Environmental science integrates physical and biological sciences to the study of the environment and the solution of environmental problems. As such, it is an interdisciplinary academic field with an integrated and quantitative approach to the study of environmental systems. Biology, ecology and environmental engineering are among the specific areas environmental science encompasses. Graduates apply knowledge from other scientific and social disciplines such as physics, chemistry and social sciences. Environmental scientists use a systems approach to the analysis of environmental problems. They work on subjects like understanding earth processes, evaluating alternative energy systems, pollution control and mitigation, natural resource management and the effects of global climate change.
Environmental studies and environmental engineering are the two related areas of study in the field. Environmental studies incorporate social sciences for understanding human relationships, perceptions and policies towards the environment. Environmental engineering, on the other hand, focuses on design and technology to improve environmental quality. Environmental scientists are expected to have advanced capability to relate space and time relationships as well as quantitative analysis.
The Program in Atmospheric and Oceanic Sciences (AOS) offers graduate study under the sponsorship of the Department of Geosciences. An understanding of the complex behavior of the atmosphere and oceans requires a balanced effort in theoretical analysis, numerical modeling, laboratory experiments and analysis of observations.
Department of Geosciences, together with its affiliated interdepartmental programs and institutes, serves as the central focus for the earth, atmospheric, oceanographic and environmental sciences at Princeton. As such, the department encompasses a rich diversity of scientific expertise and initiatives that ranges, from the measurement and modeling of global climatic change to high-pressure mineral physics, and from seismic tomographic imaging of the mantle under the continents to analysis of the tectonics of Venus.
Oceans and Climate Variability: The ocean covers 70% of the Earth’s surface and, through its exchange of heat, water and compounds with the atmosphere, the lithosphere, and the cryosphere, it plays a key role in our climate system. The ocean also hosts a significant fraction of the Earth’s biosphere, which both responds to, and plays a role in, climate variability.
Students enter the Joint Program in Marine Geology and Geophysics with a wide range of backgrounds and eventually embark on thesis research in a wide variety of fields of study. The program is flexible, with an emphasis on reaching academic milestones rather than on the path taken.
Students enter the Joint Program in Chemical Oceanography with a wide range of backgrounds and eventually embark on thesis research in a wide variety of fields of study. The program is flexible, with an emphasis on reaching academic milestones rather than on the path taken.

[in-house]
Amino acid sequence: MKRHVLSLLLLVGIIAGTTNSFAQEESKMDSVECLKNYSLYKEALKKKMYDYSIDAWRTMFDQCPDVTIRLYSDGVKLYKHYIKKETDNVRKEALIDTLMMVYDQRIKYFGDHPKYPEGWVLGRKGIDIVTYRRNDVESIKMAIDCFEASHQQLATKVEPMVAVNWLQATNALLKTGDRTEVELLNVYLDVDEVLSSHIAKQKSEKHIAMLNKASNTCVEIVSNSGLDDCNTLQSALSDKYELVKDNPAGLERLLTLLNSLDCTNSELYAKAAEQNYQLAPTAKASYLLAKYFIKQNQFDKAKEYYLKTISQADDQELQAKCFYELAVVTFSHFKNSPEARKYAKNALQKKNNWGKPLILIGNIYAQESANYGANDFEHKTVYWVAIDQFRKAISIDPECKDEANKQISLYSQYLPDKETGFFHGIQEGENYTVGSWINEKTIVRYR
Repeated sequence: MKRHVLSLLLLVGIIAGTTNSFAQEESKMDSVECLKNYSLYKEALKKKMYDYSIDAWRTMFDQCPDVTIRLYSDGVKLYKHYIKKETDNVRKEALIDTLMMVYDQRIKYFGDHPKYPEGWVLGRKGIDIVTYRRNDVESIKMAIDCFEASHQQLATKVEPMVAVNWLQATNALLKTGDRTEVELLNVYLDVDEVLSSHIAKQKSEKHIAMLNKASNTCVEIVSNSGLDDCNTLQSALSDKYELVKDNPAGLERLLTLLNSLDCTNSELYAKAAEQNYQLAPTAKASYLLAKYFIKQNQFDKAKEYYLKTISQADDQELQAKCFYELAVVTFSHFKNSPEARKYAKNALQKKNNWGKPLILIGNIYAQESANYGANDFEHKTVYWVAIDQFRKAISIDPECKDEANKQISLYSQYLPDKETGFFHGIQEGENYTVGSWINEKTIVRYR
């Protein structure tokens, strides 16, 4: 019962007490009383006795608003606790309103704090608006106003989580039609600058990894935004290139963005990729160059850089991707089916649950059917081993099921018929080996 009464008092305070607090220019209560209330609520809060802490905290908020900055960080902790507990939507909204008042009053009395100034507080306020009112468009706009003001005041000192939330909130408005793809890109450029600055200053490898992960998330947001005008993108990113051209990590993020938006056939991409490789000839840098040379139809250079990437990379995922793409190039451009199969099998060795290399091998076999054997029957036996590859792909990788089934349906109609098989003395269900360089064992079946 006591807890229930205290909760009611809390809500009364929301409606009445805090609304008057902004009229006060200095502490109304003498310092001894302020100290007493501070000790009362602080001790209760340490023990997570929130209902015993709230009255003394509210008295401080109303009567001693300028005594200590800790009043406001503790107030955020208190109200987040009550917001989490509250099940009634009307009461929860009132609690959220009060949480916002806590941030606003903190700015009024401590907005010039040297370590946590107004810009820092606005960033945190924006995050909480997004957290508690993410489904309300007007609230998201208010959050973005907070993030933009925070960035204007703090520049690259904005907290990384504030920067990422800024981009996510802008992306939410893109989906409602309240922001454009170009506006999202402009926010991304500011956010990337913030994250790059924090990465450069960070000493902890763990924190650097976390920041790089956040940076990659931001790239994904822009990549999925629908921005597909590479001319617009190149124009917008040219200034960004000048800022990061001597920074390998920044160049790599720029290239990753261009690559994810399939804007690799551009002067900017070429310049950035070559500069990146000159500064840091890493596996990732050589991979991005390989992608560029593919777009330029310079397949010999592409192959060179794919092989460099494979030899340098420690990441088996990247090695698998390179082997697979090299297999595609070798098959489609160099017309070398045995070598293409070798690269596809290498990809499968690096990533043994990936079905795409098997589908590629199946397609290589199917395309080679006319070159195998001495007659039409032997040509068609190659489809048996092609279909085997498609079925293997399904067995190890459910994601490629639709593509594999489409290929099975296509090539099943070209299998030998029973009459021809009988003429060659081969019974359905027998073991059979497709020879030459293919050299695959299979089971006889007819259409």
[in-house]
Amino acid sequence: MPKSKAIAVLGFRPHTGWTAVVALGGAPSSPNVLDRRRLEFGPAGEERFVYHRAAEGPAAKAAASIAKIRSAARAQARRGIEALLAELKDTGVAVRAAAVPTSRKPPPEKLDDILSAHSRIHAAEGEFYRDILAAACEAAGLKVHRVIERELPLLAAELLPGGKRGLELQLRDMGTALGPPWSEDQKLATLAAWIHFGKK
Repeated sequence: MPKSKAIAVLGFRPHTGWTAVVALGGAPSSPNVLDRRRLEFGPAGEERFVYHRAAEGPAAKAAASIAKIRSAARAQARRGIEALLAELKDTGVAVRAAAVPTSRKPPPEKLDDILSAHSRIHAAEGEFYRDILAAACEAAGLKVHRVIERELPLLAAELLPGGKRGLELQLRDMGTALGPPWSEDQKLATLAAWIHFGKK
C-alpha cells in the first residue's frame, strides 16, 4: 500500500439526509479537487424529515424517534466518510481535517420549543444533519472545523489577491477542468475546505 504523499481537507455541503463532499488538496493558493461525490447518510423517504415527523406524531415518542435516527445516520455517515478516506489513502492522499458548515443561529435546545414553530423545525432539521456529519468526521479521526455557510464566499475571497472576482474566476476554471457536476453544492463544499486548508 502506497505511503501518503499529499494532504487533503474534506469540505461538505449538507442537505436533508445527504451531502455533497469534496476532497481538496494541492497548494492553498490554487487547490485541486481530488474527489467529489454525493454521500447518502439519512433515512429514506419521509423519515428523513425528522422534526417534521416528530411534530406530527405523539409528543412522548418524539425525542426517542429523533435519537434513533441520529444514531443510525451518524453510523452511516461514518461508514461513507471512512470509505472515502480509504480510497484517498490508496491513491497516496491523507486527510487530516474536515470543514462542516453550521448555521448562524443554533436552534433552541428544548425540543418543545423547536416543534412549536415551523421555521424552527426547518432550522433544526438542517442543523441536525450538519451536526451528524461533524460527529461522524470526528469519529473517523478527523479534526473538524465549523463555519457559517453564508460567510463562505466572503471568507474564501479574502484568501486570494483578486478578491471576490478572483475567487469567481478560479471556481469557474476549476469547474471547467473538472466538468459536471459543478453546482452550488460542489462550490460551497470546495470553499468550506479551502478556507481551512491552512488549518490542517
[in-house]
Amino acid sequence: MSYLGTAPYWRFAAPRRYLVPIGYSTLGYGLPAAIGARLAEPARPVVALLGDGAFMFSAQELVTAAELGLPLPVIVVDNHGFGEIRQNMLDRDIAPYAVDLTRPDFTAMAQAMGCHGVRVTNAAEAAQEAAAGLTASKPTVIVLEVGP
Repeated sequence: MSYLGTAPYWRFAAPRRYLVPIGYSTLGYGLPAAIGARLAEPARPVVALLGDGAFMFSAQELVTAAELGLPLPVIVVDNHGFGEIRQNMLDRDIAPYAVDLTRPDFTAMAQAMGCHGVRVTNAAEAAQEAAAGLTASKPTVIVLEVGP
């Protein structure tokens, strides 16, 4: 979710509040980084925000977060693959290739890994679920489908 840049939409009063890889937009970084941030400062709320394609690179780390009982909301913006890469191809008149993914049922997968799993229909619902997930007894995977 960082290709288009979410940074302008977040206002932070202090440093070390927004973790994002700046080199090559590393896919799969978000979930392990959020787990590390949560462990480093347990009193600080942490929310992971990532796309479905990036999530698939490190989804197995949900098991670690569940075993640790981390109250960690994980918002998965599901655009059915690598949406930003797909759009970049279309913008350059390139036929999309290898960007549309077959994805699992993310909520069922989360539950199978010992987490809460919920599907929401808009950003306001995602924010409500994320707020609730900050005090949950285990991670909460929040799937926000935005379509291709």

Most students enter the Joint Program with a Ph.D. as their goal. For students entering with appropriate undergraduate preparation (a Bachelor of Science or equivalent degree in a relevant science), the academic program is typically made up of two years of graduate-level course work. Courses may be selected from a course list offered specifically by the Joint Program as well as the full range of courses at MIT.
The MIT/WHOI Joint Program provides a high quality doctoral education leading to an internationally-recognized Ph.D. degree awarded by both institutions. The Joint Program is organized within five sub-disciplinary areas, each administered by a Joint Committee consisting of MIT faculty and WHOI scientists: Applied Ocean Science and Engineering, Biological Oceanography, Chemical Oceanography, Marine Geology and Geophysics, and Physical Oceanography. Cutting across the Joint Committees are interdisciplinary themes including “climate and climate impacts” and “coastal processes”.
University of Minho (Portugal), together with the Czech Technical University in Prague (Czech Republic), the Polytechnic University of Madrid (Spain), the International Initiative for a Sustainable Built Environment (iiSBE) and several other universities and other non-commercial organisations, is launching a high quality International Doctoral Programme in Sustainable Built Environment - iDiSBE.
The International Max Planck Research School for Environmental, Cellular, and Molecular Microbiology in Marburg (IMPRS-Mic) in Germany offers fellowships for a three-year structured PhD program. The IMPRS-MIC is a joint initiative of the Max Planck Institute for Terrestrial Microbiology and the Philipps-Universität Marburg. The school aims to provide excellent students with outstanding and interdisciplinary scientific training in modern microbiology.